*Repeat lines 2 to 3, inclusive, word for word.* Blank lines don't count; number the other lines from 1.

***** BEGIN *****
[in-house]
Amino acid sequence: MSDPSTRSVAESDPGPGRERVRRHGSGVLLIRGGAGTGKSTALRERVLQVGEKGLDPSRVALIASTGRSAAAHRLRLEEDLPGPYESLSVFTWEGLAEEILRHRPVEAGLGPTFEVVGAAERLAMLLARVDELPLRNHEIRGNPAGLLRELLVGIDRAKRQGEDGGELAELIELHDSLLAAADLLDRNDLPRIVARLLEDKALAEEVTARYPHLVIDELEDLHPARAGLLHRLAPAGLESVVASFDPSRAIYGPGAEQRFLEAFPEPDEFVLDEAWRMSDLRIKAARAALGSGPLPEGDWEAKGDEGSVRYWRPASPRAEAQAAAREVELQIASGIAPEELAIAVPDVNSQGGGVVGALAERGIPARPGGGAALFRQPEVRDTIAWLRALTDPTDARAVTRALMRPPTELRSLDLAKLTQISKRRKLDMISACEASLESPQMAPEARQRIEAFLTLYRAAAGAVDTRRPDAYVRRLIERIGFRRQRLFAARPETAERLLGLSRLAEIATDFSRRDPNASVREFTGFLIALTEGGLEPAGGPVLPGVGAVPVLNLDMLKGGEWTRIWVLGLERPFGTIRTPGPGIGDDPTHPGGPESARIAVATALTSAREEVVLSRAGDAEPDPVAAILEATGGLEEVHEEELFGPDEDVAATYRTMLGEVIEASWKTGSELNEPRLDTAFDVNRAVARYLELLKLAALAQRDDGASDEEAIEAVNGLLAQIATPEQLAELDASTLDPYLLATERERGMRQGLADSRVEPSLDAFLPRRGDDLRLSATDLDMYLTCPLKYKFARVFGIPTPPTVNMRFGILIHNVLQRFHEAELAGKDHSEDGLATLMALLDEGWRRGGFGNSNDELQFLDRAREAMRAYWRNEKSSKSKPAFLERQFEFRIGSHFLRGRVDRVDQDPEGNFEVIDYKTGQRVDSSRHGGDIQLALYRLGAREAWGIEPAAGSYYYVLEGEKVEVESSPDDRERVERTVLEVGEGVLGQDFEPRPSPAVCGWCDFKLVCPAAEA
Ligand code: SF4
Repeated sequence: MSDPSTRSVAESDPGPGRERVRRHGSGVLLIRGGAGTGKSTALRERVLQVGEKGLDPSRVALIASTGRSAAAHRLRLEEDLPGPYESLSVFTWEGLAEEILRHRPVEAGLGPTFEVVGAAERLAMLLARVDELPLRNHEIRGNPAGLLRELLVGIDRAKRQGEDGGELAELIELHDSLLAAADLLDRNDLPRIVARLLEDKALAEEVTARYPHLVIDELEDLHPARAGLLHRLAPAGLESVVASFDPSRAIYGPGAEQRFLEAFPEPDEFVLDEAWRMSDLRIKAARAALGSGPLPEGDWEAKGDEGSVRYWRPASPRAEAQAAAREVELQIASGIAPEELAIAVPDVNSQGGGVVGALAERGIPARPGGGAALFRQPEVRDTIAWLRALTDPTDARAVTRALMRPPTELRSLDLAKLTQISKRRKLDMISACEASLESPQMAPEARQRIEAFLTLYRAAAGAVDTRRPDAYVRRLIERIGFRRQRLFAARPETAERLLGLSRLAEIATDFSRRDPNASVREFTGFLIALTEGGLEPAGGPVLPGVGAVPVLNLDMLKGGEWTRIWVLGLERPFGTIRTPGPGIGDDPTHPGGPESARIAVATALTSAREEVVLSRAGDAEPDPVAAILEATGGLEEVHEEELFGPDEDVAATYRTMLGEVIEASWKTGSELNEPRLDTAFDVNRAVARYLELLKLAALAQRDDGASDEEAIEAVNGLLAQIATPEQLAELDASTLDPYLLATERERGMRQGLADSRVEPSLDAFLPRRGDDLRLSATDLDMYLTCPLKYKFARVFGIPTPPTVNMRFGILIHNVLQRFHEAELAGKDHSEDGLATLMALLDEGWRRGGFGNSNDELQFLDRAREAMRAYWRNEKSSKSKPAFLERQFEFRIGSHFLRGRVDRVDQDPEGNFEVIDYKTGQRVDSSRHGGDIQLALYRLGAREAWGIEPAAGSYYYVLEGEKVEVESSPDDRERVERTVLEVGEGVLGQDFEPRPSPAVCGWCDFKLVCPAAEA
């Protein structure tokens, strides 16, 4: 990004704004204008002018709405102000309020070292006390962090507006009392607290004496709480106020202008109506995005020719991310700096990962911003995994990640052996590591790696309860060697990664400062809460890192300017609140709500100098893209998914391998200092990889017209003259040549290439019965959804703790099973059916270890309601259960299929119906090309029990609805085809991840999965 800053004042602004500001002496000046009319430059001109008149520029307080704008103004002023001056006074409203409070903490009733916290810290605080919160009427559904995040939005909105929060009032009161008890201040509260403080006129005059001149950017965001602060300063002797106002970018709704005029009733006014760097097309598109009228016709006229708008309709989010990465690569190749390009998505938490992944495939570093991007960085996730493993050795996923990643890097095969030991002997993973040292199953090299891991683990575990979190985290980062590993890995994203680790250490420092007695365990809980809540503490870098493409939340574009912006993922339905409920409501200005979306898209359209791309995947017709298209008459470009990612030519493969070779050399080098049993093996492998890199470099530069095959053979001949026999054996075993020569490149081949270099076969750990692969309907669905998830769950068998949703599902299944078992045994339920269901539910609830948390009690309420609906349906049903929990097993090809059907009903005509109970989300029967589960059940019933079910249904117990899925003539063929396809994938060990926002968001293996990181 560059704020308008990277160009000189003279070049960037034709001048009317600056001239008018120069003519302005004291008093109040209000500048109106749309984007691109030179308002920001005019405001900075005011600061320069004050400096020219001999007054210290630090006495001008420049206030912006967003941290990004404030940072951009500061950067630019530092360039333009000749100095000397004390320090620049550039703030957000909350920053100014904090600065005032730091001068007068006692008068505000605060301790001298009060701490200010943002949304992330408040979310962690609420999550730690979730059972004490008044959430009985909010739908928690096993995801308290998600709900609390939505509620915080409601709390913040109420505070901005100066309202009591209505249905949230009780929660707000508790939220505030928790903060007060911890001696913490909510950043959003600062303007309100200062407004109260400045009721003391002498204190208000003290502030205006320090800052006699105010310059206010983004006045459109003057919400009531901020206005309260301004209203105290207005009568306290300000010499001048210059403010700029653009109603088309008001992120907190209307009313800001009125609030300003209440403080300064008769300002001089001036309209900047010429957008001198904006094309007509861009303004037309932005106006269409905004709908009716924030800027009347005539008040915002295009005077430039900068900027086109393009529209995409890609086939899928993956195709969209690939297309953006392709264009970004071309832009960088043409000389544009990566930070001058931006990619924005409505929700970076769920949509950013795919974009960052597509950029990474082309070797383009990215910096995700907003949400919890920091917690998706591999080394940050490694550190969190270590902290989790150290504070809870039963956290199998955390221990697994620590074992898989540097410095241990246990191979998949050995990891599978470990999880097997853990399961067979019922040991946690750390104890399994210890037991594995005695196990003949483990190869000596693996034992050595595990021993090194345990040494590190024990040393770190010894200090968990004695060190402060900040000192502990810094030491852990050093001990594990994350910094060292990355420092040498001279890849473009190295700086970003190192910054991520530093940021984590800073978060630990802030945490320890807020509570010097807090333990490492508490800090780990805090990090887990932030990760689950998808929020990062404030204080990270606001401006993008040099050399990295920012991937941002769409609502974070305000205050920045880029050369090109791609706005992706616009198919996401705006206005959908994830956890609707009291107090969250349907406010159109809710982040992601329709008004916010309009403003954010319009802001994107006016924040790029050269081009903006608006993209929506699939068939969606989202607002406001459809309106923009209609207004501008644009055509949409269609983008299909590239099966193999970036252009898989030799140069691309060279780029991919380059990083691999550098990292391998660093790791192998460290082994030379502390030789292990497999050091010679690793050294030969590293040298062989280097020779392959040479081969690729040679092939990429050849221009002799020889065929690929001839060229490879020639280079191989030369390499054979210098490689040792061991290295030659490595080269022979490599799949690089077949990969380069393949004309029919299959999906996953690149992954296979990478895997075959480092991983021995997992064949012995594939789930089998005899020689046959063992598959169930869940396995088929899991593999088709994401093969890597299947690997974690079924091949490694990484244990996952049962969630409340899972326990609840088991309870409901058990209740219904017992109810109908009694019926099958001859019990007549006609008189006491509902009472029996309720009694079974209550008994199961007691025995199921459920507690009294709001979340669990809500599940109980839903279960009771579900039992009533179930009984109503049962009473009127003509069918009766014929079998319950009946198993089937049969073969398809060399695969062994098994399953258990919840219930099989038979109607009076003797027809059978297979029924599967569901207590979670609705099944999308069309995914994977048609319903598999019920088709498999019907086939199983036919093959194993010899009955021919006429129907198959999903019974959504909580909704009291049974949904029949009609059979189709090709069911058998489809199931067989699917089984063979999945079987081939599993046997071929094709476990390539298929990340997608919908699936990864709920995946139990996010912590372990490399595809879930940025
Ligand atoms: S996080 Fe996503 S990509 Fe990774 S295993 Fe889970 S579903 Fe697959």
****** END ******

Amino acid sequence: MSDPSTRSVAESDPGPGRERVRRHGSGVLLIRGGAGTGKSTALRERVLQVGEKGLDPSRVALIASTGRSAAAHRLRLEEDLPGPYESLSVFTWEGLAEEILRHRPVEAGLGPTFEVVGAAERLAMLLARVDELPLRNHEIRGNPAGLLRELLVGIDRAKRQGEDGGELAELIELHDSLLAAADLLDRNDLPRIVARLLEDKALAEEVTARYPHLVIDELEDLHPARAGLLHRLAPAGLESVVASFDPSRAIYGPGAEQRFLEAFPEPDEFVLDEAWRMSDLRIKAARAALGSGPLPEGDWEAKGDEGSVRYWRPASPRAEAQAAAREVELQIASGIAPEELAIAVPDVNSQGGGVVGALAERGIPARPGGGAALFRQPEVRDTIAWLRALTDPTDARAVTRALMRPPTELRSLDLAKLTQISKRRKLDMISACEASLESPQMAPEARQRIEAFLTLYRAAAGAVDTRRPDAYVRRLIERIGFRRQRLFAARPETAERLLGLSRLAEIATDFSRRDPNASVREFTGFLIALTEGGLEPAGGPVLPGVGAVPVLNLDMLKGGEWTRIWVLGLERPFGTIRTPGPGIGDDPTHPGGPESARIAVATALTSAREEVVLSRAGDAEPDPVAAILEATGGLEEVHEEELFGPDEDVAATYRTMLGEVIEASWKTGSELNEPRLDTAFDVNRAVARYLELLKLAALAQRDDGASDEEAIEAVNGLLAQIATPEQLAELDASTLDPYLLATERERGMRQGLADSRVEPSLDAFLPRRGDDLRLSATDLDMYLTCPLKYKFARVFGIPTPPTVNMRFGILIHNVLQRFHEAELAGKDHSEDGLATLMALLDEGWRRGGFGNSNDELQFLDRAREAMRAYWRNEKSSKSKPAFLERQFEFRIGSHFLRGRVDRVDQDPEGNFEVIDYKTGQRVDSSRHGGDIQLALYRLGAREAWGIEPAAGSYYYVLEGEKVEVESSPDDRERVERTVLEVGEGVLGQDFEPRPSPAVCGWCDFKLVCPAAEA
Ligand code: SF4